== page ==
Emmanuelle Renard, "À sauts et à gambades" (Skipping and jumping)

From 19 March to 02 May 2015

The set of paintings and drawings presented in Emmanuelle Renard's third personal exhibition at the gallery Polad-Hardouin is articulated around her great painting Après la pluie (“After the rain”, 2013), a second version of her free remake of Fragonard's L'escarpolette (“The Swing”), and part of her series Héroïque fantaisie from 2012.

From one remake to the next, the format stretches out, the sky becomes clearer, light becomes white and soft, as if shifting between two moments: Winter against Fall. A necrophagous Fall piles up all kinds of bodies, locking up space and making air stifling, whereas Winter, calm and frozen, represents the threshold of a new beginning, ready to welcome light and Spring. The versions contrast and follow each other smoothly. The swing is now floating, flaunting physical laws, in a temporary balance. In this last version, the young woman's expression is relaxed, altruistic and smiling: an atmosphere that anticipates the works presented here.

In this new series, compositions become lighter and clashing. Canvases are left raw on most of their surface, and landscapes become airy. The living are suspended out of time and space, as when Emmanuelle Renard creates her works. Her characters, free from worldly contingencies, project themselves onto the environments they have themselves generated and mastered.

Emmanuelle Renard works on the loss of landmarks and chooses to express the blind part, this “(...) connecting darkness where the basis of experience and indeed of the world and of this universe of sense through which we perceive it, are indicated"(1).

 Perturbing cosmic order to turn the world into a playground. She works directly on the floor of her workshop, simultaneously developing a set of paintings and one of drawings, moving between the two, from an automatic drawing to the next, from a drawing to a painting, without any hierarchy. She builds by steps, in a constant back and forth, through a multiplication of tracks and echoes between compositions.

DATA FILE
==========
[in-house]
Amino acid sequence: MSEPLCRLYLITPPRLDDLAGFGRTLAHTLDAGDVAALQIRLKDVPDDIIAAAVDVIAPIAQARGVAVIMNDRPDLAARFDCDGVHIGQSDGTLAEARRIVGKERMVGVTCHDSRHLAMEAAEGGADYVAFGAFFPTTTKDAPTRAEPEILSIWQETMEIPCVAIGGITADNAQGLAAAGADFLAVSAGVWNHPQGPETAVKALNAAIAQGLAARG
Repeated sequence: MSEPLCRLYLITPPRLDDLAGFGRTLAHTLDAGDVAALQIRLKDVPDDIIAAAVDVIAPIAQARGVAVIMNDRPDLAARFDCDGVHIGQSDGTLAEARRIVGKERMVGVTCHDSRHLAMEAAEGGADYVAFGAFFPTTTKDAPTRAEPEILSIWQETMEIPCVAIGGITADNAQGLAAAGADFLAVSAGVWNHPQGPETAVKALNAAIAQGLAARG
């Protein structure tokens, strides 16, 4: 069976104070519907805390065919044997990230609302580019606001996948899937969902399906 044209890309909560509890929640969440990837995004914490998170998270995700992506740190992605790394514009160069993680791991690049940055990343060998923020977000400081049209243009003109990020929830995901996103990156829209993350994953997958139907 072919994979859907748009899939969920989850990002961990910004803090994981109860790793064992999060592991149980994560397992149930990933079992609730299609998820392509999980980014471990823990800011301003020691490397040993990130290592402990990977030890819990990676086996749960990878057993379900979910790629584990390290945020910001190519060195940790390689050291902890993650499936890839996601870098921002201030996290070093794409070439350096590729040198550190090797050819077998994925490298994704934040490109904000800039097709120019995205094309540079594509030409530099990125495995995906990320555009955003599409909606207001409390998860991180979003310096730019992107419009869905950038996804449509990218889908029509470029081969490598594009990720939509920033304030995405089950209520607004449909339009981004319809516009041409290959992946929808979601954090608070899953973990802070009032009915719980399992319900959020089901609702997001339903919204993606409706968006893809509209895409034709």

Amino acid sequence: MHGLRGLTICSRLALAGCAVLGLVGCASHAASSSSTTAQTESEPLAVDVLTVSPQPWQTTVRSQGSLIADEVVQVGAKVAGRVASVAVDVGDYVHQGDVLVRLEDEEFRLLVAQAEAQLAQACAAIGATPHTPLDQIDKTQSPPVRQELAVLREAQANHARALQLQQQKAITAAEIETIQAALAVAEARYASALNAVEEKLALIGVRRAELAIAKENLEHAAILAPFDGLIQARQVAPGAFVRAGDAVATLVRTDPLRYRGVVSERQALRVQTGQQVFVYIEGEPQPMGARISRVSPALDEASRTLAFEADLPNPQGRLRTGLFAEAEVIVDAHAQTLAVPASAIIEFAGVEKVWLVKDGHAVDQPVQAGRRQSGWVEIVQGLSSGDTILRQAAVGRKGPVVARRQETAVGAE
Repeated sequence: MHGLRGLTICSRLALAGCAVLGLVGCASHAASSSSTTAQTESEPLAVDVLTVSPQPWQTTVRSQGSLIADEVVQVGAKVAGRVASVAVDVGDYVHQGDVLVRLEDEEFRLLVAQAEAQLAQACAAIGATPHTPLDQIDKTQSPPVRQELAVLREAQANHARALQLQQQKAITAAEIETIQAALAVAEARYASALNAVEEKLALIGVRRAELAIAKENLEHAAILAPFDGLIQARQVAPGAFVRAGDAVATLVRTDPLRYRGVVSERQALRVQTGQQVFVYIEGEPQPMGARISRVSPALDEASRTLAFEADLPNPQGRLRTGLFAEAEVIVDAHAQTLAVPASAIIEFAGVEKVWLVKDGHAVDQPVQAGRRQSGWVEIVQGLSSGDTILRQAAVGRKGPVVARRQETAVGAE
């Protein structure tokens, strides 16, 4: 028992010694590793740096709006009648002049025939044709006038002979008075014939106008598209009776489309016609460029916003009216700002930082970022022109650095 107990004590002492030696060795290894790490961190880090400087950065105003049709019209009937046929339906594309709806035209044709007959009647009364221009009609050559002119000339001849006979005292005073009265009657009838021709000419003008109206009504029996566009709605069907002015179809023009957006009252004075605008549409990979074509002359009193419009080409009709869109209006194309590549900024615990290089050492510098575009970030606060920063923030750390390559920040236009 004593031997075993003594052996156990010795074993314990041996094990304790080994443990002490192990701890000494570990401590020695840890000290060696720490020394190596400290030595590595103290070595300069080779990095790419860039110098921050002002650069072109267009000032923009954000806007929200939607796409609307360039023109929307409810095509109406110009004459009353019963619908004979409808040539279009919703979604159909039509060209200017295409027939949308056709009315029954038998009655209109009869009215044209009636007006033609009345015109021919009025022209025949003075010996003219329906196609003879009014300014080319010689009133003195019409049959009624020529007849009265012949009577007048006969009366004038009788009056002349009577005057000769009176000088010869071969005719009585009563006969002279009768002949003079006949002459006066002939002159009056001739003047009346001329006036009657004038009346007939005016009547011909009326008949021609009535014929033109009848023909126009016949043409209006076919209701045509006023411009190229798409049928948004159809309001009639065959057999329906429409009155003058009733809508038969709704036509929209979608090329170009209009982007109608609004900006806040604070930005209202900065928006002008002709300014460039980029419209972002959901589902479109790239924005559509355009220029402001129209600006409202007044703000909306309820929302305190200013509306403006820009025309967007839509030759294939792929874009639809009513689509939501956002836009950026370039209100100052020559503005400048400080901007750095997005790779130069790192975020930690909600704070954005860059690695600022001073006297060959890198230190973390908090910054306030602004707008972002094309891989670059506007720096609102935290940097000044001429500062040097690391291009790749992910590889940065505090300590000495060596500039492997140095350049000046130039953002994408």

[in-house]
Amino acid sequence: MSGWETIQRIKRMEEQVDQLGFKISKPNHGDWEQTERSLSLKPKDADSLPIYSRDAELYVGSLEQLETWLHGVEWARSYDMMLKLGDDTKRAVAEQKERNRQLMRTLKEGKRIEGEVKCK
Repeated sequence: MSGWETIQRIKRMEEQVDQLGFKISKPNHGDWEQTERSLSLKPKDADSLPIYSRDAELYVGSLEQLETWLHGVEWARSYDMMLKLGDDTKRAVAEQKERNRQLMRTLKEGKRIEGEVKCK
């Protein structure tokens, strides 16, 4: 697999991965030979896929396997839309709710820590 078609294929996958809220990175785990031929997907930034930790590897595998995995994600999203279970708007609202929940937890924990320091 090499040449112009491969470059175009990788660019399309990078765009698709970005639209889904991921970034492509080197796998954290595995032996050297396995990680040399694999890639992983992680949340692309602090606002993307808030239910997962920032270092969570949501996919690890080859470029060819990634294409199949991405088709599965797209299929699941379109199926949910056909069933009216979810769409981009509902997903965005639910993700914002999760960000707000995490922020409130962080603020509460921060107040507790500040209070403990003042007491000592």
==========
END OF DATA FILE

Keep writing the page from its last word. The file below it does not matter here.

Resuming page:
She uses all kinds of processes to get out of familiar territories, e.g. by practicing remakes, or by working simultaneously on a set of works – paintings or drawings – as if playing a solitary game of cadavre exquis.

Backwards, randomly, she comes back to one, moves on to another, “à sauts et gambades,” skipping and jumping. Emmanuelle Renard frees herself from obstacles to turn them into springboards, visionary projections mixing phantasms and memories.

The artist creates distortions by setting side by side heteroclite elements that merrily co-habit. Superheroes' masks mix with medieval garments (ruffs, hobby-horses). Circassian elements, supported by chimeras, loom over urban landscapes, uproot lonely characters, pull and waylay cars. Scales are out of kilter, cities move away and humans acquire their full importance in a festive poetry.

In the marked interplay of hollow and full parts, dense and opaque garments heavy with paint, also seem to concretize heaviness while limbs and faces are set in a cosmic landscape.

Emmanuelle Renard wisely discards habits; she offers us a superb exhibition where she shares her last meanderings into the most secret and unfathomable parts of corporality. Let us quote Montaigne, whose taste for traveling she shares:

I go out of my way; but 'tis rather by licence than oversight (2)


(1)- Jean-luc lannoy, langage,perception,mouvement: blanchot et Merleau-ponty, éditions  Jérôme Millon, Grenoble, 2008

(2)- Montaigne, Essays; (III,9) "Of Vanity", transl charles cotton